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Mutant Chronicles


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#1 Phil Rhodes

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Posted 20 May 2006 - 05:46 AM

Hi,

I have been hired to work on a film called "The Mutant Chronicles", based on the roleplaying game of the same name, which despite the "USA" tag on the IMDB entry is to be shot at Shepperton Studios and on the Isle of Man for the next ten weeks. It is to be shot on the Thompson Viper system recorded to S.Two hard-disk recorders and I have been taken on as digital imaging technician thanks to the kind recommendation of the DP Geoff Boyle.

Prep begins at Shepperton on Monday. I hope to maintain internet access while I'm there and if anything interesting comes up that I can mention without getting fired, and if anyone cares, I shall.

I was going to wait to mention this until the IMDB listing had appeared, but there's some discussion going on about the credit and it could be weeks...

Phil
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#2 Freya Black

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Posted 20 May 2006 - 06:56 AM

Hi,

I have been hired to work on a film called "The Mutant Chronicles", based on the roleplaying game of the same name, which despite the "USA" tag on the IMDB entry is to be shot at Shepperton Studios and on the Isle of Man for the next ten weeks. It is to be shot on the Thompson Viper system recorded to S.Two hard-disk recorders and I have been taken on as digital imaging technician thanks to the kind recommendation of the DP Geoff Boyle.

Prep begins at Shepperton on Monday. I hope to maintain internet access while I'm there and if anything interesting comes up that I can mention without getting fired, and if anyone cares, I shall.

I was going to wait to mention this until the IMDB listing had appeared, but there's some discussion going on about the credit and it could be weeks...

Phil


Yay! That's great news Phil, congratulations, and I hope you have a wonderful time. :)

love

Freya
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#3 Jonathan Spear

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Posted 20 May 2006 - 07:03 AM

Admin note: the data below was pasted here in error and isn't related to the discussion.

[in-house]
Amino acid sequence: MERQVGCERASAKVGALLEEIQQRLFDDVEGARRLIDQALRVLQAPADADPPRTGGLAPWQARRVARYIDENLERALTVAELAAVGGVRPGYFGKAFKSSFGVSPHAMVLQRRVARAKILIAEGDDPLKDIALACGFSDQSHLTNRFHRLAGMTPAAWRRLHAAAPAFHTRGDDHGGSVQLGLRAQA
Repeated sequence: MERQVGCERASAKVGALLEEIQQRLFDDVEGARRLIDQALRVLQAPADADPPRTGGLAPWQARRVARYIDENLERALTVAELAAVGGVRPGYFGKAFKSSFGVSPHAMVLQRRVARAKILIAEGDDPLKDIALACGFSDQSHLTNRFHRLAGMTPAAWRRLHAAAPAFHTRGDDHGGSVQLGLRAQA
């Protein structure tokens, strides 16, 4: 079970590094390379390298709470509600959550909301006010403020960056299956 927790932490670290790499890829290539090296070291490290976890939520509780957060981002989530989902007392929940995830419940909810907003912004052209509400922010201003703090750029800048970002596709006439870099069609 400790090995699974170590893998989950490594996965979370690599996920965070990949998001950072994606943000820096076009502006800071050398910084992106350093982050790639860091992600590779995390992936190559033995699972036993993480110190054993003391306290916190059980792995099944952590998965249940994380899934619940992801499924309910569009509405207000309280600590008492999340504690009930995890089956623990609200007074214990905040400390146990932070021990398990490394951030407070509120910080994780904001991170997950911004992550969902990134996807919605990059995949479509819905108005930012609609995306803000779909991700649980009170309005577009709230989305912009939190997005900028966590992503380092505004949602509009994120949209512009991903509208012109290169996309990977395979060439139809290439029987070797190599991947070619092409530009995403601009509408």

Cool.

B)

Post some pics if you can.

Viper.. that rings a bell. Wasn't that the camera Fincher/Miranda used for the Heiniken commercial?

Congratulations, Phil. good luck and keep us posted. Looks like a challenging gig.

-Jonathan
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#4 Stuart Brereton

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Posted 20 May 2006 - 09:43 AM

Well done, Phil!

I hope you enjoy your stint with the 'non-existent' British Film industry ;-)

Let us know how it goes.
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#5 freddie bonfanti

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Posted 20 May 2006 - 09:56 AM

Cool.

B)

Post some pics if you can.

Viper.. that rings a bell. Wasn't that the camera Fincher/Miranda used for the Heiniken commercial?

Congratulations, Phil. good luck and keep us posted. Looks like a challenging gig.

-Jonathan



yep, same camera. i am really curious to see what the movie will look like. i love the look of that advert
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#6 Phil Rhodes

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Posted 20 May 2006 - 10:11 AM

Well it's not really the British film industry, is it, it's the American film industry!

P
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#7 Stuart Brereton

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Posted 20 May 2006 - 10:33 AM

Well it's not really the British film industry, is it, it's the American film industry!


Let's not get into that....

congratulations, either way....!
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#8 Stephen Williams

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Posted 20 May 2006 - 10:41 AM

Hi,

I have been hired to work on a film called "The Mutant Chronicles", based on the roleplaying game of the same name, which despite the "USA" tag on the IMDB entry is to be shot at Shepperton Studios and on the Isle of Man for the next ten weeks. It is to be shot on the Thompson Viper system recorded to S.Two hard-disk recorders and I have been taken on as digital imaging technician thanks to the kind recommendation of the DP Geoff Boyle.

Prep begins at Shepperton on Monday. I hope to maintain internet access while I'm there and if anything interesting comes up that I can mention without getting fired, and if anyone cares, I shall.

I was going to wait to mention this until the IMDB listing had appeared, but there's some discussion going on about the credit and it could be weeks...

Phil


Phil,